"4": [
            1
          ],
          "5": [
            1
          ]
        }
      }
    },
    {
      "id": "k3n0fpjd",
      "type": "swizzle",
      "data": {
        "position": {
          "x": -277,
          "y": 92.00000000000009
        },
        "name": "swizzle - 0",
        "options": {
          "0": 1,
          "1": 1,
          "2": 1
        },
        "values": {}
      }
    },
    {
      "id": "k3n0gssd",
      "type": "MATH_OPERATOR",
      "data": {
        "position": {
          "x": -599.9999999999998,
          "y": 90.99999999999999
        },
        "name": "mathOp - 1",
        "options": {
          "0": 1
        },
        "values": {
          "0": [
            1,
            0,
            0,
            0
          ]
        }
      }
    },
    {
      "id": "k3n0he12",
      "type": "POWER",
      "data": {
        "position": {
          "x": -437.00000000000006,
          "y": 91.00000000000007
        },
        "name": "power - 0",
        "options": null,
        "values": {
          "1": [
            2.3000000000000003,
            0,
            0,
            0
          ]
        }
      }
    }
  ],
  "edges": [
    {
      "output": [
        "k3n0ehu0",
        0
      ],
      "input": [
        "k3n0e79k",
        0
      ]
    },
    {
      "output": [
        "k3n0e79k",
        1
      ],
      "input": [
        "k3n0eefd",
        0
      ]
    },
    {
      "output": [
        "k3n0ejf4",
        0
      ],
      "input": [
        "k3n0e5lv",
        1
      ]
    },
    {
      "output": [
        "k3n0eefd",
        2
      ],
      "input": [
        "k3n0e5lv",
        0
      ]
    },
    {
      "output": [
        "k3n0e5lv",
        2
      ],
      "input": [
        "k3n0gssd",
        1
      ]
    },
    {
      "output": [
        "k3n0gssd",
        2
      ],
      "input": [
        "k3n0he12",
        0
      ]
    },
    {
      "output": [
        "k3n0he12",
        2
      ],
      "input": [
        "k3n0fpjd",
        0
      ]
    },
    {
      "output": [
        "k3n0fpjd",
        1
      ],
      "input": [
        "k3n0ficm",
        0
      ]
    }
  ],
  "viewer": {}
}
1 Like

I know nothing at shaders, but it looks very cool.
How to delete a node ?

This looks awesome, nice work on the node canvas!

I’m running into some kind of issue where setting the color of a selected color node has no effect, and it reverts to white after I reselect it:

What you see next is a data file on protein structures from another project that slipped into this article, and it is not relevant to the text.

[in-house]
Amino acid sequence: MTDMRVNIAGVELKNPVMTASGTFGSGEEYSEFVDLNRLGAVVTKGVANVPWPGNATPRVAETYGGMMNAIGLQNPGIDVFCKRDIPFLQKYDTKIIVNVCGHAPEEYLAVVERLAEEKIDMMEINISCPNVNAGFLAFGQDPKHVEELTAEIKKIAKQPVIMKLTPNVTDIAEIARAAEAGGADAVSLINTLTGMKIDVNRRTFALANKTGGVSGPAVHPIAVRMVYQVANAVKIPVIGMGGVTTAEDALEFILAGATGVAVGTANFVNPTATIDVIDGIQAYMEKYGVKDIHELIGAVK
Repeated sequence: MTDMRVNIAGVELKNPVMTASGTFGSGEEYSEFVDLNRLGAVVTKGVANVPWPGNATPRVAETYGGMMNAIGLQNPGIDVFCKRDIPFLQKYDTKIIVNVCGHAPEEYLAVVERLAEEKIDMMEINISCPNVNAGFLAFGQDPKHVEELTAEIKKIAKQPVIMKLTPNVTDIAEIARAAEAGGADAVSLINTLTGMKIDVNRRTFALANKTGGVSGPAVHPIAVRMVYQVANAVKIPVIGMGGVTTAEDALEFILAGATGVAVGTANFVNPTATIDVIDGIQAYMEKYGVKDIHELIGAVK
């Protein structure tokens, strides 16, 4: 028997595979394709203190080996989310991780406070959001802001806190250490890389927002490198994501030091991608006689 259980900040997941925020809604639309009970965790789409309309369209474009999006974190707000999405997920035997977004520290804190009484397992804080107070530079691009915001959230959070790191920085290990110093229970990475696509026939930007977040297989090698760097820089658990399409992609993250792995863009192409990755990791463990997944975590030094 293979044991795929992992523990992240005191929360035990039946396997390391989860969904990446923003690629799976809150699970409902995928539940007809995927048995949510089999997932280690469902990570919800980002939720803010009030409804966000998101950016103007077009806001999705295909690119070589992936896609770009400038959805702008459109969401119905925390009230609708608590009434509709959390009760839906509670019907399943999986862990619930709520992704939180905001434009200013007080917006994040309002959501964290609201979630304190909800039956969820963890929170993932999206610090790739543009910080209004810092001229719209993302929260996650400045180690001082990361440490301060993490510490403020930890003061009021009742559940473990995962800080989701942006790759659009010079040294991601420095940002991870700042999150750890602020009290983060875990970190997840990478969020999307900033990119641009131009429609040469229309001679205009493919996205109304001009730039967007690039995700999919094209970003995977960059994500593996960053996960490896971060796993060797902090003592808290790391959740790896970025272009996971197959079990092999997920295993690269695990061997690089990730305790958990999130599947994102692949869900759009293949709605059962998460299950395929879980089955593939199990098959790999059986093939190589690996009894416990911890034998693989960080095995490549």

I want to add a gltf option to the sphere,cube,cylinder preview mesh, and i’m not sure how to handle previewing custom attributes. Say something as simple as the second uv channel, but as complex as instance attributes.

If it’s helpful i’ve got a WIP PR to the Blender glTF addon that lets you write custom vertex attributes from one or more vertex color sets. So for example, you can paint custom weights with a brush in Blender, then use them for some effect in your shader. Currently looking for more feedback on that proposal: https://github.com/KhronosGroup/glTF-Blender-IO/pull/807

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You just have to be thoughtful when you place them

delete key

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it’s awsome,

can’t remove sampler

select it, press delete - selection clears and I get this:
image

tools looks really neat though

I think i fixed the sampler and texturemap issue just now.

I just hooked the color as well, i think it will work for the color node and for the sockets on the material, but may not export. I wanted instance.material to return Color not Vector3 from the appropriate uniform.value.

This is super sweet. I think most software has something like this, 3dsmax can inspect various channels, and they’re easily accessible in maxscript. If one wants to play with the attributes, they have to provide them through the gltf and using this extension. Three would probably use this further down the line since its nifty.
Not sure what else could be done for the viewer in particular, maybe loading several files, and combining them into one, but how would one generate the files (say a mesh in a gltf representing the mapping for a mesh in another gltf)?

I pushed a version that can zoom, i think it makes it easier to navigate, but ultimately i want to have a minimap in the corner.

@pailhead

All looks great - highly responsive.

I was surprised: cut and paste worked fine - once I clicked ‘allow’.

It would be great to see a bunch of examples - including a ‘hello world’. A few examples could be for ‘insanely great’ demos but most could be very simple cookbook examples - each showing how to do one simple thing.

2 Likes

Thank you @theo!

I added the lambert material and im uncovering various bugs.

There’s an additional example for this (animated) dissolve effect.

I think ctrl + v and ctrl + c work as well.